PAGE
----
Want a nutritional life free from guilt? Avoid the words ‘should’ or ‘shouldn’t’.

Have you ever wanted that delicious piece of chocolate cake but told yourself you shouldn’t have it because it has too much sugar and fat? Did you notice that you couldn’t stop thinking about that cake after you avoided it, or that the less appealing food you ate in its place didn’t satisfy your sweet tooth?

As a registered dietitian, you might think that my goal is to tell what you should or shouldn’t eat. While it is true that fruits and vegetables, lean protein, and whole grains nourish your body, it is also important to live free of deprivation. If you constantly find yourself saying “I should” eat this or “I should” eat that, it might be time to reevaluate your relationship with food.

Here are some simple tips on how to find a balanced nutrition plan that you’ll enjoy — guilt free!

  • Evaluate your current meal plan. Are you skipping meals? Are you drinking enough fluid? Do you drink sugary beverages? Are your portions large? Are you snacking during the day? Is there a part of the day when it is difficult for you to make healthy choices? Take a moment to honestly assess what is working for you and where you can make improvements. This is the first step in making a satisfying change.
  • Plan your meals free of “shoulds” or “shouldn’ts.” Instead of depriving yourself, make a list of all the foods and beverages that are truly important to you, including those you can’t live without.  If your favorites are higher in calories, fat, sugar, or sodium, plan your daily meals so that you allow for discretionary calories.  Eat them less frequently so that they are a treat.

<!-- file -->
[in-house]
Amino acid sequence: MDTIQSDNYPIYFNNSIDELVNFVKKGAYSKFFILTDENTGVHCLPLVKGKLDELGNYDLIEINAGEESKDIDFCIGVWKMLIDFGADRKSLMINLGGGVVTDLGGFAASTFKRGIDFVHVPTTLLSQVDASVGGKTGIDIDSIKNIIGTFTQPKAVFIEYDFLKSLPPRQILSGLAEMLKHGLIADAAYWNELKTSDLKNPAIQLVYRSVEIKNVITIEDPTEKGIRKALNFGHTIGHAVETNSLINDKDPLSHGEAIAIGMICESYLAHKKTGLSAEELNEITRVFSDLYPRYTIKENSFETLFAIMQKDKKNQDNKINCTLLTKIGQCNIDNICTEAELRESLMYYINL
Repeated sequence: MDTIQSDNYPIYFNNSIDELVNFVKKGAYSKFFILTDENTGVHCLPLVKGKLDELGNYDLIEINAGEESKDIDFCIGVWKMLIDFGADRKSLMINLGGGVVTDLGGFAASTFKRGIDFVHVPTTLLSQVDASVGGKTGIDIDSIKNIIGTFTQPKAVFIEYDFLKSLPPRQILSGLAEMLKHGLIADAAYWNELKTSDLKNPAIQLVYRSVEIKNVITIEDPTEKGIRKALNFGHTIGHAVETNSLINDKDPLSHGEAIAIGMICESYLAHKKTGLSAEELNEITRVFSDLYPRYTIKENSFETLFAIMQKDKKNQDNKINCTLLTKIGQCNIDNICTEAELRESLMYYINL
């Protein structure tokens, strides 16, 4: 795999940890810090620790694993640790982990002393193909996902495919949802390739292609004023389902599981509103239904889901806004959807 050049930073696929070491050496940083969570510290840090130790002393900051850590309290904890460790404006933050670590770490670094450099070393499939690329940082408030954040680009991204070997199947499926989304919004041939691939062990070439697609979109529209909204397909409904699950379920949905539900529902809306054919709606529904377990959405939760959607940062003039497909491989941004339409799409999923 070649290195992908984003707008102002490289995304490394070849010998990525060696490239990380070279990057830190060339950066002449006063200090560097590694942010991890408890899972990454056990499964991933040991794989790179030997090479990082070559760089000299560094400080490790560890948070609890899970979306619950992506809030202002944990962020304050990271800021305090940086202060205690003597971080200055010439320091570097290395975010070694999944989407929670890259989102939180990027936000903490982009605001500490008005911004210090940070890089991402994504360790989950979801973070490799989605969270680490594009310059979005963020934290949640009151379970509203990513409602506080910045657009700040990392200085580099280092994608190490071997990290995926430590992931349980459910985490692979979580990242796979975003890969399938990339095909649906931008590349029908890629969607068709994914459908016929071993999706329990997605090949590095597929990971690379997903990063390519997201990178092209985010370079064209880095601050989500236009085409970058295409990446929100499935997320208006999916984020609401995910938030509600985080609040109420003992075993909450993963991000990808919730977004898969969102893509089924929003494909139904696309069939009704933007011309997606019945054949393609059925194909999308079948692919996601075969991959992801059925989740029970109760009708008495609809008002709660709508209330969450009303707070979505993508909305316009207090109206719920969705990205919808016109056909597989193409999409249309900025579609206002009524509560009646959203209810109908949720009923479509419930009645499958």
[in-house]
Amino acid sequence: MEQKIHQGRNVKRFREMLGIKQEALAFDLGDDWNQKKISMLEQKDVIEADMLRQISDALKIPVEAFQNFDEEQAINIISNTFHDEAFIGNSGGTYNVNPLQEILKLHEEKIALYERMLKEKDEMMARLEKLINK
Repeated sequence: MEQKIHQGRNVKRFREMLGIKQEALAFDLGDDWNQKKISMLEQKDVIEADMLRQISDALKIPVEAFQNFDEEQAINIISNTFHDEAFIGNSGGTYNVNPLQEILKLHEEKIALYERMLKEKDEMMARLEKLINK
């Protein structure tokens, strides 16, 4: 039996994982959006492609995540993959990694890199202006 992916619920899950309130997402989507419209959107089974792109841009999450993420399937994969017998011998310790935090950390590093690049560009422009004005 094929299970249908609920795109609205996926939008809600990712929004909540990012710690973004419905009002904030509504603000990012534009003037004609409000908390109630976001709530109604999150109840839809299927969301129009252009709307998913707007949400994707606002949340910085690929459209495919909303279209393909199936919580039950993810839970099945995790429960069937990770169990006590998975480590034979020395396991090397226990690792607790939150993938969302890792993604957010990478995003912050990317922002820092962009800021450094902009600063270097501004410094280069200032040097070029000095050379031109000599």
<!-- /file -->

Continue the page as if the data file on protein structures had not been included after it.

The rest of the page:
• Ensure you are drinking enough water. It is not uncommon to mistake hunger with thirst. Drink a glass or two of water before you reach for a snack to make sure you are physically hungry, and not just thirsty. If you are truly hungry, then eat.
  • Be mindful of portion sizes. Managing your meal sizes  is one of the best ways to enjoy your favorite foods without feeling guilty. Read the nutrition label for the serving size, and portion the food out before you eat. This will ensure you know exactly how much you’re having.
  • Ensure your meal regimen works well for you. Meal plans are not one-size-fits-all. Try different schedules. Maybe six small meals works better for you than three big meals in a day. Find out what works best for you.
  • Don’t keep tempting foods in the house. If you really want a particular food, go out and have a serving of it.
  • Eat slowly. If you’re eating too fast, you might not be giving your brain time to recognize that you’re eating. Slow down and revel in every bite.
  • Eat lean protein and unsaturated fats at your meals and snacks. Foods such as lean meats without skin, eggs (or egg whites), nuts or nut butters, fish, low-fat dairy, olive oil and avocados are examples of foods that digest slowly and keep you satisfied longer.
  • There is no such thing as cheating. When it comes to food, you don’t need to worry about cheating.  Just ensure you’re on a meal plan that allows you to eat your favorite foods, and you’ll be likely to stick with it.